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Homework #4: "Homebrew"

In this assignment, you are to record some "everyday" sounds, process/transform/arrange them, creating a composition that, in Paul Lansky's words, "views the mundane, everyday noise of daily life through a personal musical filter."


Tools at your disposal

  • your homebrew microphone
  • something to record into (e.g., laptop/desktop)
  • ChucK
  • Audacity/Ardour (for intermediate + final recording/assembly)


Example of how to change snd file sample rate:

[cmn## lala] sox <inputfilename> -r 48000 <outputfilename>


What to do:

  • 0) spend some time planning things out in terms of the sounds you want to record, the transformations to perform, and how to put it all together.
    • As with everyday life, some things might not initially work out as planned/hoped: be resourceful (think MacGyver), and be willing to adapt.
  • 1) record a number of sounds around you
    • can be many different types of sounds, or many instances of a single type of sound (e.g., traffic)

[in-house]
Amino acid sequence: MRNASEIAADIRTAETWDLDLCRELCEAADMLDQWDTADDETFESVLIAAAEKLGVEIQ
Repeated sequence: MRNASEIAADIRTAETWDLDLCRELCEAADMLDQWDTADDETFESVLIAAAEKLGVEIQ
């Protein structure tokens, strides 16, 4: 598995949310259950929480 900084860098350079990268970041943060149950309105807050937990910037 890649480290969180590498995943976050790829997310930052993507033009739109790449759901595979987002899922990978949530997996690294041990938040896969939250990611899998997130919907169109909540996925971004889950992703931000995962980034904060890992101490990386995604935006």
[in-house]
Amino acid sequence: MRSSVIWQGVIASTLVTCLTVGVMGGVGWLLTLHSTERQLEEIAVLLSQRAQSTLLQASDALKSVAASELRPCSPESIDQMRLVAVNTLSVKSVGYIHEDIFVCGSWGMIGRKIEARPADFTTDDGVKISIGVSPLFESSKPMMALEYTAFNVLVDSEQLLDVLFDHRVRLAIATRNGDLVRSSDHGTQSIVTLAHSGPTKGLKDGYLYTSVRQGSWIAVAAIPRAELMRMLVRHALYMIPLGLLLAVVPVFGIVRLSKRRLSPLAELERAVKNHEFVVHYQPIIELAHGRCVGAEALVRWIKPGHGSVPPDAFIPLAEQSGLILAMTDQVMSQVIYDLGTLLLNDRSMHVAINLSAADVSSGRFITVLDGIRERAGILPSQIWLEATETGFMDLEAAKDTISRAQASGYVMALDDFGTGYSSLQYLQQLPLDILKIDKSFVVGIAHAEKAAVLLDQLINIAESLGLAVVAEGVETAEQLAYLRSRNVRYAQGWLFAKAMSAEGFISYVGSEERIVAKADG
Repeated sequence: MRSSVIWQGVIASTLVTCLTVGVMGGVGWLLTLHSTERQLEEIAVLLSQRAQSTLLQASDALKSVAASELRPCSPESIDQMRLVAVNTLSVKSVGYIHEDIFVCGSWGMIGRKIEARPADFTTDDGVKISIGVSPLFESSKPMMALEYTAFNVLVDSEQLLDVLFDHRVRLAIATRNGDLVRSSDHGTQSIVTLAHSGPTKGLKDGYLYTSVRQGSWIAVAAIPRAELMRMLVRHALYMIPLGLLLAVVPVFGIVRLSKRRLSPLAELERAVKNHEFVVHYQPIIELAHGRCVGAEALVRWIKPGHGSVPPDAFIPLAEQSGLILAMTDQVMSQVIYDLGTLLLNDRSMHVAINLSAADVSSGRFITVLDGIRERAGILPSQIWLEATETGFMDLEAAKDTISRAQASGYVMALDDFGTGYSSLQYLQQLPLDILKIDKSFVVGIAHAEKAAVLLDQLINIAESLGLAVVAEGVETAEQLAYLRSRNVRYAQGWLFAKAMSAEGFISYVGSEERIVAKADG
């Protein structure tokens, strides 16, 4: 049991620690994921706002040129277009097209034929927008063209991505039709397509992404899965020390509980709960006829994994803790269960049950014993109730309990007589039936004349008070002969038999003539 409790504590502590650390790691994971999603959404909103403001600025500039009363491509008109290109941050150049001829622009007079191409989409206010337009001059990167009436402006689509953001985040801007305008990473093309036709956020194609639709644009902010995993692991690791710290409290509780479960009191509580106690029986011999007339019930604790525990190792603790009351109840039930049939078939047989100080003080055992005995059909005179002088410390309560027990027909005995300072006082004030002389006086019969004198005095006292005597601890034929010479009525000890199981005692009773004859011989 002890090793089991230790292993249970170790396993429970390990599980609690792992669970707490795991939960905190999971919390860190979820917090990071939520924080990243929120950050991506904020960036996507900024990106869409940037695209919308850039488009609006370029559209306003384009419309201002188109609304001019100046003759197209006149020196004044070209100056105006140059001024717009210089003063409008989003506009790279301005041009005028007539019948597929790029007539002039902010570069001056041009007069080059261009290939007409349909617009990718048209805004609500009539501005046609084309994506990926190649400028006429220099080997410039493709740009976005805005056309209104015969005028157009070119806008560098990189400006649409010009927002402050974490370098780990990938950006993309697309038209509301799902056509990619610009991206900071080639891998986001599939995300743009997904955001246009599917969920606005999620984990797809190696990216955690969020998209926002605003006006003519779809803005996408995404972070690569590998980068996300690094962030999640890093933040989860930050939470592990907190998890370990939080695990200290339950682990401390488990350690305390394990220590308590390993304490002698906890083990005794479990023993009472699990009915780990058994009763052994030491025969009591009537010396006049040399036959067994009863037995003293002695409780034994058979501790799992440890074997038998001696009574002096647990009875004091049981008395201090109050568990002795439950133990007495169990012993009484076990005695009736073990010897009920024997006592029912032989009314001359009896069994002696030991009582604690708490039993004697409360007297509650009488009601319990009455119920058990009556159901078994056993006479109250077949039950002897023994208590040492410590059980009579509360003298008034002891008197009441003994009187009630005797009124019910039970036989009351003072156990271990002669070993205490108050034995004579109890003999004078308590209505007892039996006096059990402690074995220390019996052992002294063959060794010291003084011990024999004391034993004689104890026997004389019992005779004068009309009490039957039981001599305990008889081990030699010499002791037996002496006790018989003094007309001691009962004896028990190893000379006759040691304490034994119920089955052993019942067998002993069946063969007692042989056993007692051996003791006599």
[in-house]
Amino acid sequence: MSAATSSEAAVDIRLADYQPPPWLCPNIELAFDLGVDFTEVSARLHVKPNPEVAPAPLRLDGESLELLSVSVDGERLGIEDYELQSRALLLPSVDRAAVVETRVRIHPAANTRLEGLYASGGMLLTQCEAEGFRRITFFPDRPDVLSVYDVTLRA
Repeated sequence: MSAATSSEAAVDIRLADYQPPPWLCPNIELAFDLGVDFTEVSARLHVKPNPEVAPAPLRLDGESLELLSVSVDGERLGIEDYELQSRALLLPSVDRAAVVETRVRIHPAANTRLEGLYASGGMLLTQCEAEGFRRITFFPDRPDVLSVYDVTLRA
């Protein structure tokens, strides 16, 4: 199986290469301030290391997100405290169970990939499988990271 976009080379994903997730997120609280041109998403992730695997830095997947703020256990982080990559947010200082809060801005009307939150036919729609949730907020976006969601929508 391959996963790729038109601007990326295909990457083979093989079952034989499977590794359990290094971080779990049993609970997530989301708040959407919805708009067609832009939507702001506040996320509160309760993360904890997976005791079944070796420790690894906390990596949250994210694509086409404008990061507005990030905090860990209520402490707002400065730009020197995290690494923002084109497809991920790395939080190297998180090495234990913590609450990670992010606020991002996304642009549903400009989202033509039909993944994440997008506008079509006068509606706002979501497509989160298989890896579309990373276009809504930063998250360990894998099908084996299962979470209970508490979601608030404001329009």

• at least one sound must be recorded using your "homebrew" microphone (the rest can with any mic, included your laptop mic)
    • note the origin of the sounds in your README
  • 2) process/transform/arrange/compose.
    • figure out what you want to do, experiment, try a lot of stuff, have fun
    • use TAPESTREA, ChucK, or a combination thereof to process/transform the sounds
    • the bulk of the arranging should be done in ChucK (within TAPESTREA or as standalone chuck), with potential intermediate editing and late-stage assembly in Audacity
    • if helpful, record and edit intermediate sound clips from TAPESTREA/ChucK in Audacity (via Jack)


As usual, turn in all files by putting them in your Library/Web/220a/ directory.

  • 1) hw4.wav should go into the 220a directory
  • 2) create a hw4/ directory, and put all the stuff below in there:
  • 3) all related source/sound files (.wav/.ck/.tap)
  • 4) a short README text (readme.txt) file that:
    • specifies instructions on running your programs
    • describes your process/adventure, and perhaps the ideas (technical/aesthetic) behind the composition
    • gives credit, if needed, for the sounds you are using
    • describe any difficulties you encountered in the process